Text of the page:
Most of these announcements (and more) were relegated to quick “headlines”. The Direct’s marquee showcases belonged to the aforementioned Dragon Quest XI and Fire Emblem: Three Houses. Three Houses, Nintendo’s first Fire Emblem game for consoles in twelve years, had a predictably strong showing. Perhaps the game’s most intriguing departure from its predecessors comes in the form of its setting, which takes the political intrigue that Fire Emblem is known for and places it in an academic context. Due to the nature of the titular three houses that the player can choose to join, comparisons are already being made to Harry Potter – except you’ll be playing from the teacher’s perspective, which lends a whole new dimension to Fire Emblem’s usual relationship mechanics.

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But Nintendo being Nintendo, they couldn’t end their Direct without showing viewers something that they hadn’t seen before – except this time, they showed us two things we hadn’t seen before. The first was Astral Chain, a cyberpunk action game from PlatinumGames being directed by Takahisa Taura, director of NieR: Automata. The game’s development is also being supervised by Hideki Kamiya, which meant that Nintendo couldn’t let the segment go by without a reference to Kamiya’s other claim to Nintendo fame: Bayonetta. Koizumi reassured fans that development on Bayonetta 3 was going well, and that we’d hear more soon – one of the few references to a marquee title that fans wondered if Nintendo would show at this Direct.

But of course, there had to be a “one more thing” – and there was, but it wasn’t Animal Crossing or a Smash reveal – rather, it was a game that Nintendo fans didn’t even know existed prior to this Direct: a full-on remake of 1993’s The Legend of Zelda: Link’s Awakening for the Nintendo Switch. This was another case of Nintendo zagging where you would have expected them to zig – many assumed that if we saw a Zelda remake during this Direct, it would have been a remake of Skyward Sword. Instead, we got Link’s Awakening, replete with a charming new art style and a tease of the Ballad of the Wind Fish.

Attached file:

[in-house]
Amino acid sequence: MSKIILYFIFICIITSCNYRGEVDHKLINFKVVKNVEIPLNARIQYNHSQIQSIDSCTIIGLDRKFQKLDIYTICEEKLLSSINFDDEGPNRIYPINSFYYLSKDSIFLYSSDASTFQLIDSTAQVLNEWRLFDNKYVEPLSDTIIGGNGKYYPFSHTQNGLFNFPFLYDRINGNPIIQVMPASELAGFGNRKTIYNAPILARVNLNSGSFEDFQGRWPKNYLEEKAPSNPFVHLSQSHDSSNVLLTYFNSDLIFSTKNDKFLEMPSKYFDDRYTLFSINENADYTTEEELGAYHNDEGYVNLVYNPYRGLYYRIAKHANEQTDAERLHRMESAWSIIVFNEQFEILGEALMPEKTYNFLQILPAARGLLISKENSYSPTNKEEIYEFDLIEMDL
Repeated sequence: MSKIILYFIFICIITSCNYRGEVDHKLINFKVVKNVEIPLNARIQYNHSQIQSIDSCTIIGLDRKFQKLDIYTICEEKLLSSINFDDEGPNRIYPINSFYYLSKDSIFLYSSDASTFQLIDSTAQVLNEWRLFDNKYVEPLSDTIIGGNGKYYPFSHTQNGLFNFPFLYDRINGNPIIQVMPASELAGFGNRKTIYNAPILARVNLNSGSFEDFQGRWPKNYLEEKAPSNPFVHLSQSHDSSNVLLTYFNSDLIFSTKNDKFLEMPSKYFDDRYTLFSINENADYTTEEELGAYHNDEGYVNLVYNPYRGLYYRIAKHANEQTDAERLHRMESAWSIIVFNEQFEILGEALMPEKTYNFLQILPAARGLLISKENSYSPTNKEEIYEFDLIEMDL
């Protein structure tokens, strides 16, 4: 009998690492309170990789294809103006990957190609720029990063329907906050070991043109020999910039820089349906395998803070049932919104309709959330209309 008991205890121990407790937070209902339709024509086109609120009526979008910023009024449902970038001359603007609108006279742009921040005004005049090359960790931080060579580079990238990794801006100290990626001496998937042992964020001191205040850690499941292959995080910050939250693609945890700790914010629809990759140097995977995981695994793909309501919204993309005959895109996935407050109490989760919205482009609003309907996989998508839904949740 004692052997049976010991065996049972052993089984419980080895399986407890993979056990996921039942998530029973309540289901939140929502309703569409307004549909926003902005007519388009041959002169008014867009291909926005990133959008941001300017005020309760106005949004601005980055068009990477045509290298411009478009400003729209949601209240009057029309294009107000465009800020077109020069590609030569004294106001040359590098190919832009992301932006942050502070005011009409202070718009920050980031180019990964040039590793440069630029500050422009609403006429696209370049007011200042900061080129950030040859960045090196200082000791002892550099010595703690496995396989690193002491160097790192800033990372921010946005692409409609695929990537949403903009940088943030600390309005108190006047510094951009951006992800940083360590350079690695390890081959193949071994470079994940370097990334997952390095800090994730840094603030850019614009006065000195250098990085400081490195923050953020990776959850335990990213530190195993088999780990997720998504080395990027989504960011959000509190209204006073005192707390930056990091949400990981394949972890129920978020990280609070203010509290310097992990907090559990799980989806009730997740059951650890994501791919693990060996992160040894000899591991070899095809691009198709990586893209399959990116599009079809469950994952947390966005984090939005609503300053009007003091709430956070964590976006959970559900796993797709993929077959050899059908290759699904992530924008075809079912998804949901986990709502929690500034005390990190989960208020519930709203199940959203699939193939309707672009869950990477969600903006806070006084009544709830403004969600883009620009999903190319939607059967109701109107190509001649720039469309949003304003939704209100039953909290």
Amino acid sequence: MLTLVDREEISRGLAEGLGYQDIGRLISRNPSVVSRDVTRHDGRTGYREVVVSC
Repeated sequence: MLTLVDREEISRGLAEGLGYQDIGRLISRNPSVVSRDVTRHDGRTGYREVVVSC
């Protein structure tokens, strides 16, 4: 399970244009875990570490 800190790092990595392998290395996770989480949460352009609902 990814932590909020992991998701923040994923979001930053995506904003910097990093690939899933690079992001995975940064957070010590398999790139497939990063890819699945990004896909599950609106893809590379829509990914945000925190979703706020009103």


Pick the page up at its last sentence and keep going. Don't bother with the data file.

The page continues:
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Perhaps the reveal of Link’s Awakening is the greatest indicator of how Nintendo’s approach to game development is shifting in 2019 – rather than a port of a Wii game from 2011, Nintendo is delivering a remake of Link’s Awakening built from the ground-up for Switch. It’s an exciting departure for the company, and raises all sorts of interesting possibilities for Nintendo’s future: will they remake more of Zelda’s iconic handheld titles? Could we see a Super Nintendo game like A Link to the Past get a similar treatment? Are remakes of the Oracle games coming down the line?

It’s also important to note that the reveal of Link’s Awakening also answers another important question that arose with the arrival of the Switch in that the Switch has officially become the new home of top-down “2D” Zelda titles along the lines of A Link Between Worlds. This remake of Link’s Awakening signals that there’s still a home for this style of Zelda on Nintendo hardware – but the 3DS is no longer that home, signaling another death knell for Nintendo’s aging handheld ecosystem.

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This wasn’t the Nintendo Direct that many fans wanted or expected – but it was one that gave people plenty to be excited about. It’s not hard to imagine a world where, a few months from now, many of the titles absent from today’s Direct take center stage at E3 – Animal Crossing, Pokémon, and Luigi’s Mansion are all slated for this year, and we haven’t seen a glimpse of any of them yet. If today’s Direct is any indication, however, the odds exist that we might not have the faintest concept of the full breadth of Nintendo’s plans for this year – and that might be the most exciting takeaway of the entire event.